Update on Heckington Windmill’s £1.8m as volunteers celebrate over 50 per cent of restoration project complete

Restoration work at Heckington Mill. Picture: Kevin Bourne courtesy of Heckington Windmill Trust.
Restoration work at Heckington Mill. Picture: Kevin Bourne courtesy of Heckington Windmill Trust.
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A preview event has been held to showcase the work done so far on a £1.8 million restoration project at Heckington’s iconic eight-sails windmill.

After only four months, more than 50 per cent of the work planned at Heckington Windmill – the world’s only working eight-sail windmill – have been completed.

Ultimately, it will see the creation of a visitor centre, an onsite bakery, a brewery, and a tea room.

To celebrate the progress made so far, the Heckington Windmill Trust – the volunteer-run charity which operates the mill – held a preview event for members on Friday.

Speaking ahead of the event, trust chairman Charles Pinchbeck said: “It is amazing to think that it is only six months since we secured the last £500,000 needed to fund the project and barely four months since building works started.

“So much has been achieved, and already we can begin to see how good it is going to look when it is finished in the spring.

“We are very grateful to our consultants and contractors and most of all our project board for all they have done to make our vision for this unique landmark a reality.”

Among the sights waiting to greet visitors on Friday were the restored traditional Lincolnshire pan-tile roofs.

The former granary should be completed by the end of March and the refurbished tearooms in the Mill House should be ready by the end of February, so all should be ready for visitors over the Easter holidays.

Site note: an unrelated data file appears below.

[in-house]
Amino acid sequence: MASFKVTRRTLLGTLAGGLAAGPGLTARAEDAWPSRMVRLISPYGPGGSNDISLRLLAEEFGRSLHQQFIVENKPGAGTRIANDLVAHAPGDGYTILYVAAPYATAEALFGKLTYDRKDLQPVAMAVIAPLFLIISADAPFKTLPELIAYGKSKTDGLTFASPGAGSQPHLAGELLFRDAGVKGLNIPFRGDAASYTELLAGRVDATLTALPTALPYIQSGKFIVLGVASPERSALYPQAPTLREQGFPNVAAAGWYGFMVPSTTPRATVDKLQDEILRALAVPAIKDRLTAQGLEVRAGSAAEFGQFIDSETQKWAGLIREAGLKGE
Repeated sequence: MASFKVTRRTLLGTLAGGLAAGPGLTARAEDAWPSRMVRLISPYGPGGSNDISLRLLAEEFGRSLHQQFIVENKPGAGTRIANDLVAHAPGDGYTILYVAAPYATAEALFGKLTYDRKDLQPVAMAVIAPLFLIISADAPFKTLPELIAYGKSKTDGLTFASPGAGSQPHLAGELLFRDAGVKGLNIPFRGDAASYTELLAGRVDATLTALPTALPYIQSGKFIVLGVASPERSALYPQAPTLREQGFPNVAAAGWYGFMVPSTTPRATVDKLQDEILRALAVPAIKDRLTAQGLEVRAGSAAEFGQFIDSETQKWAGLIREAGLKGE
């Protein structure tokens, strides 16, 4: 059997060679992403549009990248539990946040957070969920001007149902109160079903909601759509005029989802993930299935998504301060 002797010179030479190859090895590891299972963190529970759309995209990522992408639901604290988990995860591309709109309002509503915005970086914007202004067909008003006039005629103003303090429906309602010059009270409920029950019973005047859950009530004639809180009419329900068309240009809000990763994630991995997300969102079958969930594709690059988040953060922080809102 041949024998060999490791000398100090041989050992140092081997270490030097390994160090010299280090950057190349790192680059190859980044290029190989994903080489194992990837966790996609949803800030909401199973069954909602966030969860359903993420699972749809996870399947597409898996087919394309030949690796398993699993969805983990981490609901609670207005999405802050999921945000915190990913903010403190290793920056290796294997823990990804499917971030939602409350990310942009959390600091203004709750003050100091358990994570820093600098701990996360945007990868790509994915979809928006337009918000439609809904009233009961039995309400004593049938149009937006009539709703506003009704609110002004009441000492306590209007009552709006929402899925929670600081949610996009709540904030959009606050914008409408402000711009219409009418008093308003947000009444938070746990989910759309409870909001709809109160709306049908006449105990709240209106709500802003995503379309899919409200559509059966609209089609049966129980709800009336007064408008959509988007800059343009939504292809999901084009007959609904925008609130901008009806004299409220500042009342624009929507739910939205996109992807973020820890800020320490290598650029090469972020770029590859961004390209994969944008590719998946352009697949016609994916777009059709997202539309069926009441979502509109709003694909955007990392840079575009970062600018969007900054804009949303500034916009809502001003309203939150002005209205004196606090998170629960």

The event went ‘really well’, Mr Pinchbeck told The Standard.

He said: “[Members] were really impressed and pleased with not just how it is progressing, but how it is actually looking.

“I think it’s turning out in a way that is even better and more exciting than we hoped when we set off.”

Funds for the restoration were raised over a seven-year period.

The capital came from more than a dozen organisations across the UK, including a major grant from the Heritage Lottery Fund.

Anyone interested in joining the Heckington Windmill Trust, can find details on its website www.heckongtonwindmill.org.uk or by calling the membership secretary Sheila Channing on 01529 461304.

Membership costs £5.

There will also be public open days later in the project.

Heckington Windmill was built in 1830 with five sails, and rebuilt in 1892 following a thunderstorm.

The work was carried out by world-renown Lincolnshire engineers Tuxford and Son with eight sails rescued from a mill at Boston.

n Do you have a restoration project you would like to share with our readers? If so, get in touch on david.seymour@jpress.co.uk